Or, um, fielding a team.
Is anyone noticing the problems? Not really. In that vein, sports mirrors the attitude of Trump, who never has taken the virus seriously, botched America’s medical response, encouraged untold millions not to wear masks and, thus, gave much hope to the Democrats. If this sounds hypocritical — a sports world that turns around and protests Trump when players kneel and boycott games, leagues that protest Trump when they support those players — well, the double standard shouldn’t surprise you. Sports wants it both ways, ripping Trump when racial inequality is the issue and embracing Trump when he greases the political skids for sport’s grand resumption of 2020. And when influential media companies hold major financial stakes in the pickup of the sports economy, they strategically downplay coverage of COVID-19’s impact and emphasize regular sports coverage — whetting the appetites of fans and gamblers. ESPN was much more interested in the Eagles’ move of Jason Peters back to left tackle than why Cubs outfielder Jason Heyward left a game feeling lightheaded and short of breath.
So what if 6.3 million Americans have contracted the virus and close to 200,000 have died from it? Just bury that COVID-19 stuff, say the bosses. It’s not good for business or the bottom line. Tell them how the L.A. Rams are opening a $6 billion stadium and that Patrick Mahomes signed a $503 million contract.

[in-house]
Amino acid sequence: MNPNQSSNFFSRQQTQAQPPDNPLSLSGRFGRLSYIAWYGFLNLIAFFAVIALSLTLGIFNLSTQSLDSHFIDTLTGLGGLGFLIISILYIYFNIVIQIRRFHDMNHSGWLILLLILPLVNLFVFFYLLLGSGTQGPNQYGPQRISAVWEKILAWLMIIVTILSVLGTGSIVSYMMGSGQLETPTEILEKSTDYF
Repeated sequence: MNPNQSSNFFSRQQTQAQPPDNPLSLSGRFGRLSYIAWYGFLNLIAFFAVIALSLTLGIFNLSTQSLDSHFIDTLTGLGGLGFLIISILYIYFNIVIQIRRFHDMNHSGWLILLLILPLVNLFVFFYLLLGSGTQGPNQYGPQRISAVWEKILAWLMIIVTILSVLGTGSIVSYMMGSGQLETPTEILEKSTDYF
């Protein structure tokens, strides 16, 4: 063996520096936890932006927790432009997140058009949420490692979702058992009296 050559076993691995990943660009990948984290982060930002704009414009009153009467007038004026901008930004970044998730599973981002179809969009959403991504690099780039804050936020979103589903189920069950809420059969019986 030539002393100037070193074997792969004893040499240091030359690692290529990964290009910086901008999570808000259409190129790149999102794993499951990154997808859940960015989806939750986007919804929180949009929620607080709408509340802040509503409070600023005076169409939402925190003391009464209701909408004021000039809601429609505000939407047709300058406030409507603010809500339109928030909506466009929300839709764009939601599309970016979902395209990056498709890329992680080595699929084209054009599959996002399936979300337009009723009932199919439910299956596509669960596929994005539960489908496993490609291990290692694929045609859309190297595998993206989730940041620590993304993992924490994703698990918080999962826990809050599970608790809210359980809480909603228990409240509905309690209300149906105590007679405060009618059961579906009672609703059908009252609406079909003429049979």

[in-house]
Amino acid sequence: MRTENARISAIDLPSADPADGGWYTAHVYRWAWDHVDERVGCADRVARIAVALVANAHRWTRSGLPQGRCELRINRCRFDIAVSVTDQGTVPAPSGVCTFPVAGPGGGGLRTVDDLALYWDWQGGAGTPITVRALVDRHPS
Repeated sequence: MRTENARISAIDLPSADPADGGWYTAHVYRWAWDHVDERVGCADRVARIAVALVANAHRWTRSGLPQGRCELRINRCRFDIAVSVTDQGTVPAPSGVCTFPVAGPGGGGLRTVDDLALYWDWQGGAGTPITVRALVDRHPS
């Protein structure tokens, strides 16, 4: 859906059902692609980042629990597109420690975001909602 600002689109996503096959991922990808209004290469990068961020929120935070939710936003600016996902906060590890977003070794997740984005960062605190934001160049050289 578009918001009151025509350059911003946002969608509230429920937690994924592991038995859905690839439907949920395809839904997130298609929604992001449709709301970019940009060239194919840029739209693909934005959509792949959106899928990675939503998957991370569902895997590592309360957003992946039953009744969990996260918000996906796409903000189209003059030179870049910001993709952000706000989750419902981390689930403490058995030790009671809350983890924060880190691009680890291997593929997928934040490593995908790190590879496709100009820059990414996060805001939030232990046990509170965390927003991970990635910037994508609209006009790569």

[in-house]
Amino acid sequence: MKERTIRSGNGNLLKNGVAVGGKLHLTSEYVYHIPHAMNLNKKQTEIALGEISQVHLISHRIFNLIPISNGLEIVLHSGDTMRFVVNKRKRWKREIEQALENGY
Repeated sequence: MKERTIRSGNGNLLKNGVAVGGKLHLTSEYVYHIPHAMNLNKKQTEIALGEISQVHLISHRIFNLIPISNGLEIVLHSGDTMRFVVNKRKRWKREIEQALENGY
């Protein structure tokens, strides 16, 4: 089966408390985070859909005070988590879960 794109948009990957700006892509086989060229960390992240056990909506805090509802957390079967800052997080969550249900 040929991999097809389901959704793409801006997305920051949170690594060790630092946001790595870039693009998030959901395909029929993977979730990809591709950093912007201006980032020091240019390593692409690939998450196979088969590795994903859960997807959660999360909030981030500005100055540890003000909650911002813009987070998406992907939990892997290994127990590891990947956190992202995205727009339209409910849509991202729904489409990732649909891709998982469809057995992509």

Which also is known as lying to the readers. I must have missed the semester in journalism school when they taught Deception For Business Purposes 401.
In a supply-and-demand industry, the TV ratings show that people have missed live games. But if they’re watching more basketball, less baseball, some hockey and golf and almost no tennis, they certainly will watch the NFL in droves. And the league will keep telling us that few players, if any, are testing positive for the coronavirus, which will lead to questions about transparency. The owners have 17 billion reasons to downplay COVID-19 outbreaks, while hiding behind privacy laws that protect infected parties, and when we saw a disproportionate number of injuries during secretive training camps, I was left to ask how many involved positive tests. The same suspicions surround college football, where Penn State’s team doctor said one-third of Big Ten athletes who’ve contracted the virus have had symptoms associated with myocarditis, a heart condition that could endanger long-term health.